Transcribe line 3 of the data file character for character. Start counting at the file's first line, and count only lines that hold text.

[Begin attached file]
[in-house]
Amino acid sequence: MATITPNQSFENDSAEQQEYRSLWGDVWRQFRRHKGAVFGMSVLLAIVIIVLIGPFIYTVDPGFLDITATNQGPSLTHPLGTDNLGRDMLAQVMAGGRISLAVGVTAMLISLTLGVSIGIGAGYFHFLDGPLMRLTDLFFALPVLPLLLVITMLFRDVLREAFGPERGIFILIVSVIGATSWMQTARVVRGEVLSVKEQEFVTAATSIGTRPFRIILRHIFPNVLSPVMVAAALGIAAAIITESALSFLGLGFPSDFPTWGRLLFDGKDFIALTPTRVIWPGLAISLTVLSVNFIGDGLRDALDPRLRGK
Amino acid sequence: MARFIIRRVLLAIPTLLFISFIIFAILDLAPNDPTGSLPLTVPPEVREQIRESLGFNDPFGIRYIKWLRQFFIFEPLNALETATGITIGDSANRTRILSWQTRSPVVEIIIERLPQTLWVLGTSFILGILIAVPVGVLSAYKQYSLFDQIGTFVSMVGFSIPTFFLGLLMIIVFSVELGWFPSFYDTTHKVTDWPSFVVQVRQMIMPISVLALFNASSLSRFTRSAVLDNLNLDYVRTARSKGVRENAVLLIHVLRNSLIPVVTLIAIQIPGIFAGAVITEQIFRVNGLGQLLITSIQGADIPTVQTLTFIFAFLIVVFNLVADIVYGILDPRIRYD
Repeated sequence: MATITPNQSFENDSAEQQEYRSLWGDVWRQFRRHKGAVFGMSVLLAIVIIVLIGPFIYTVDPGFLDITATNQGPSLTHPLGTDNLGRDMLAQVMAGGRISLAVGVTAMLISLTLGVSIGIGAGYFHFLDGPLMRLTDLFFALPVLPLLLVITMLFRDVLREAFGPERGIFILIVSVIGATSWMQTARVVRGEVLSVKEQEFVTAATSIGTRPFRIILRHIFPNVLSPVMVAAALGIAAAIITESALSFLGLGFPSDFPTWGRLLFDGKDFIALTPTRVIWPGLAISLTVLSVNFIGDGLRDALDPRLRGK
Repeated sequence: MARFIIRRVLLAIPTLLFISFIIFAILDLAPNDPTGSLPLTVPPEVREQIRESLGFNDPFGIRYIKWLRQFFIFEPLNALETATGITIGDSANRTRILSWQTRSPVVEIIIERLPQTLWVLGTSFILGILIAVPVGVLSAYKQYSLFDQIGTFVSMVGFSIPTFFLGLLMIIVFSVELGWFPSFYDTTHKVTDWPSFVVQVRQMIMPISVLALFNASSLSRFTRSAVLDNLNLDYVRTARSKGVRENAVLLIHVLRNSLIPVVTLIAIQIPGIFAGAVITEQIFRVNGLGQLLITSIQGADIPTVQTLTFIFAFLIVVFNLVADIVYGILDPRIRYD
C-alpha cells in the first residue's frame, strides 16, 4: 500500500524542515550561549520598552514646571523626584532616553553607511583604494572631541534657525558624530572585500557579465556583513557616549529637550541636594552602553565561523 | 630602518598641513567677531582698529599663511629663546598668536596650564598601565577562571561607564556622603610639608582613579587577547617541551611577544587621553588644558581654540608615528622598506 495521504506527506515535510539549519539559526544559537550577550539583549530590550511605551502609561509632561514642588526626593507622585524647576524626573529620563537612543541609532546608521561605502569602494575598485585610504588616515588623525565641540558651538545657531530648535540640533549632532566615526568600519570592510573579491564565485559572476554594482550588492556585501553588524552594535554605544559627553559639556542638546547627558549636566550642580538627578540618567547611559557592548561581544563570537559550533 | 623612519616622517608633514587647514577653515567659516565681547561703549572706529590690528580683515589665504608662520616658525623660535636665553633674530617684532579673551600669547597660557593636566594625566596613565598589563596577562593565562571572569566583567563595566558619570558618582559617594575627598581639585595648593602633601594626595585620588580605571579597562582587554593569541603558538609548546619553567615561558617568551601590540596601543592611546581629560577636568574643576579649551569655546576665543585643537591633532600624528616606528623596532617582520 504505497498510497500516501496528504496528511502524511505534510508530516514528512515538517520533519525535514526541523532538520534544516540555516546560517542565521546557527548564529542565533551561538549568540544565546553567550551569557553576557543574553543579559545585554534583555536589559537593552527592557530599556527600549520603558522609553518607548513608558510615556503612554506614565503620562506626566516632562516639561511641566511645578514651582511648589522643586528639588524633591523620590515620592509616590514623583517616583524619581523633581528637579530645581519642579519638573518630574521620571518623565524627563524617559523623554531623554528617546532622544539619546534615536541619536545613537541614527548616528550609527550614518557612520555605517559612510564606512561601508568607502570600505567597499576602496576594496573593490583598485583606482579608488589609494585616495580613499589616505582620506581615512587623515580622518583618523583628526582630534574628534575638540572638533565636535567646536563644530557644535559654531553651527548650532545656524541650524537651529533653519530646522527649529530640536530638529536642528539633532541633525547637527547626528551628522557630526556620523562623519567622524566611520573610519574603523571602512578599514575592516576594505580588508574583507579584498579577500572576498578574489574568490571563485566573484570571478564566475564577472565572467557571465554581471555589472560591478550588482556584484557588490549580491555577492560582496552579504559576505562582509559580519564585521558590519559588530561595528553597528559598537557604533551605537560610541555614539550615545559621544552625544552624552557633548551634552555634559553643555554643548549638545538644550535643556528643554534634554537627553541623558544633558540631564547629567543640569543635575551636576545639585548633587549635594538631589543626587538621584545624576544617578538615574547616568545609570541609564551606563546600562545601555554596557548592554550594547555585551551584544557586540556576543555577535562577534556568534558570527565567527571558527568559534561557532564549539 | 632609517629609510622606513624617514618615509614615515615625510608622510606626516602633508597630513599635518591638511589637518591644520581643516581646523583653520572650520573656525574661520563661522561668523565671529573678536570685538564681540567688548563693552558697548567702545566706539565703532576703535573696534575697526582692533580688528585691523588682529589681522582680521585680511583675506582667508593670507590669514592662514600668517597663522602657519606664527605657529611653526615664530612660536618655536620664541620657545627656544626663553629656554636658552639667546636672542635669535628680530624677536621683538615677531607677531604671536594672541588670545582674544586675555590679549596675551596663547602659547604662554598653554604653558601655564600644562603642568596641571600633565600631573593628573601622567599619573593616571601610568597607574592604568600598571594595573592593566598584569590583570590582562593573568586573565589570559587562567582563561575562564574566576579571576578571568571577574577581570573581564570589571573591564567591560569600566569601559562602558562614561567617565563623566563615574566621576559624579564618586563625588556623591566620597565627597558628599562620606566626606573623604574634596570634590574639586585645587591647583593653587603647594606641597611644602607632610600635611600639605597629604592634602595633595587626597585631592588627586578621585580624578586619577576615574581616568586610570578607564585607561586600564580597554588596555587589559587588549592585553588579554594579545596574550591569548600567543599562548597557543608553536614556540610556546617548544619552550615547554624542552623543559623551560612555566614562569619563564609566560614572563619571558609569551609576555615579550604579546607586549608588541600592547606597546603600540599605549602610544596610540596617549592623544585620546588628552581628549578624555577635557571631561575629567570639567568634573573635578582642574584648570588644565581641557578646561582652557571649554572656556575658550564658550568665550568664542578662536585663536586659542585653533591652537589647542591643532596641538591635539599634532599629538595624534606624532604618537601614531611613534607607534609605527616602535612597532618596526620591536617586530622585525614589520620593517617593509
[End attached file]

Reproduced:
Amino acid sequence: MARFIIRRVLLAIPTLLFISFIIFAILDLAPNDPTGSLPLTVPPEVREQIRESLGFNDPFGIRYIKWLRQFFIFEPLNALETATGITIGDSANRTRILSWQTRSPVVEIIIERLPQTLWVLGTSFILGILIAVPVGVLSAYKQYSLFDQIGTFVSMVGFSIPTFFLGLLMIIVFSVELGWFPSFYDTTHKVTDWPSFVVQVRQMIMPISVLALFNASSLSRFTRSAVLDNLNLDYVRTARSKGVRENAVLLIHVLRNSLIPVVTLIAIQIPGIFAGAVITEQIFRVNGLGQLLITSIQGADIPTVQTLTFIFAFLIVVFNLVADIVYGILDPRIRYD